With its historic canal system facing another abbreviated boating season this year, the state is offering $2.5 million for outside ideas on how the canals can attract more business and tourism.
This year, the 525-mile canal system that connects the Great Lakes to the Atlantic Ocean will have a 145- to 148-day season, about the same as last year, and much less than previous seasons that lasted about 200 days.
The eastern portion of the Erie Canal is set to open May 15, with the rest of the canals to open three days later. The entire system is to close Oct 10. This slices about two weeks off the traditional start of the season, and more than a month off the usual end.
This year, as last, the Canal Corp. is again waiving the $25 fee for recreational boaters. The system also includes the Champlain, Cayuga-Seneca, and Oswego canals.
Last year, some boaters, marinas and businesses said the shortened season caused some events to be canceled or resulted in lost business. Canal officials said the closure was needed to assist crews perform needed repairs to aging canal infrastructure earlier in the fall.
The canal's 2018-2021 capital spending plan, filed in December, calls for about $40 million each year to be spent on upgrading the canals.
That plan also said the canal was facing challenges. According to the plan, the Power Authority "has identified key risk areas relating to the Canal Corporation and continues to employ and assess risk mitigation options across multiple enterprise risk fronts in an effort to manage or reduce potential exposures. As more actual experience, information and data becomes available, the authority will adjust and allocate resources accordingly."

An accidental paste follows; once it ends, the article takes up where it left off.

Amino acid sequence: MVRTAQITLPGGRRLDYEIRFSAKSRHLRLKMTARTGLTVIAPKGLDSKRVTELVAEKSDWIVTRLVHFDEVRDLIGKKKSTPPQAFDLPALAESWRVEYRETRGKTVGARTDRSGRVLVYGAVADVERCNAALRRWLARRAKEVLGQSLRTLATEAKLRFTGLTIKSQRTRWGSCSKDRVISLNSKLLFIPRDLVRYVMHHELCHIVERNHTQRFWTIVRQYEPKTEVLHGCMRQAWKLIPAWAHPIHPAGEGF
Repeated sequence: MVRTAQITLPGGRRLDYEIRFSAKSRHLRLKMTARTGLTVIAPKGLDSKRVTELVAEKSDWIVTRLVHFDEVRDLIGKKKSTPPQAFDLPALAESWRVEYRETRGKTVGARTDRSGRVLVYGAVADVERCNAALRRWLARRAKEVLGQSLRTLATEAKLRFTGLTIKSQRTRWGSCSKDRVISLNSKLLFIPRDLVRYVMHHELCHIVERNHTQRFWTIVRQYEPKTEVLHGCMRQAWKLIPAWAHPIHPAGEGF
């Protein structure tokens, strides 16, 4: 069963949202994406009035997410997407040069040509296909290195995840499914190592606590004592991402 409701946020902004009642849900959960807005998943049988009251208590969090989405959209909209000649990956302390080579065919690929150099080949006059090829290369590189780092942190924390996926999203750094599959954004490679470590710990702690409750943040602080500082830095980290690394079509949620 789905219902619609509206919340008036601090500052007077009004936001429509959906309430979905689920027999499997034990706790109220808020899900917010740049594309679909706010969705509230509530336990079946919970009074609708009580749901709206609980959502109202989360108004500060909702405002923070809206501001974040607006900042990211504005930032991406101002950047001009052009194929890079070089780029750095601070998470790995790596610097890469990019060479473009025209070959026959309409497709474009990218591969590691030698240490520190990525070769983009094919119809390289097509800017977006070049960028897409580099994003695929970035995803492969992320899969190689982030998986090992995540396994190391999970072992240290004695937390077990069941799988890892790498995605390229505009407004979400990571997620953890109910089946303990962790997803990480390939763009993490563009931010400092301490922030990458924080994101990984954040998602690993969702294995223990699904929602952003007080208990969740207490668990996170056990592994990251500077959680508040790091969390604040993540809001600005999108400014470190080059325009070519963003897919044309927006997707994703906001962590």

No one from the Power Authority could offer clarification to the Times Union on what issues that language was describing.
And this year, the Canal Corp. is holding a $2.5 million competition for ideas on how to make the system, which in recent years has not been able to cover its own expenses, into a more financially viable and vibrant operation.
More than 145 entries have been submitted, representing nine countries and nine states; finalists will be chosen in April, said Steve Gosset, a spokesman for the New York Power Authority, which oversees the canal system.
The contest is seeking "visionary, implementable concepts and initiatives that promote the canal system's heritage, foster economic development and tourism, and improve the canal system's long-term financial sustainability." Commercial use of the canal has declined drastically in recent years.
Winners will selected by a panel that includes Carol Ash, vice chairwoman of the Palisades Interstate Park Commission; Holly Leicht, an executive vice president at Empire State Development; Steve Dunlop, chief executive of the Scottish national canal system; Darlene Upton, a vice president in Parks Canada; Richard Larrabee, a former executive at the Port Authority of New York and New Jersey; Hugh O'Neill, president of the development consulting firm of Appleseed; and Mia Lehrer, president of Studio-MLA, a Los Angeles-based design firm.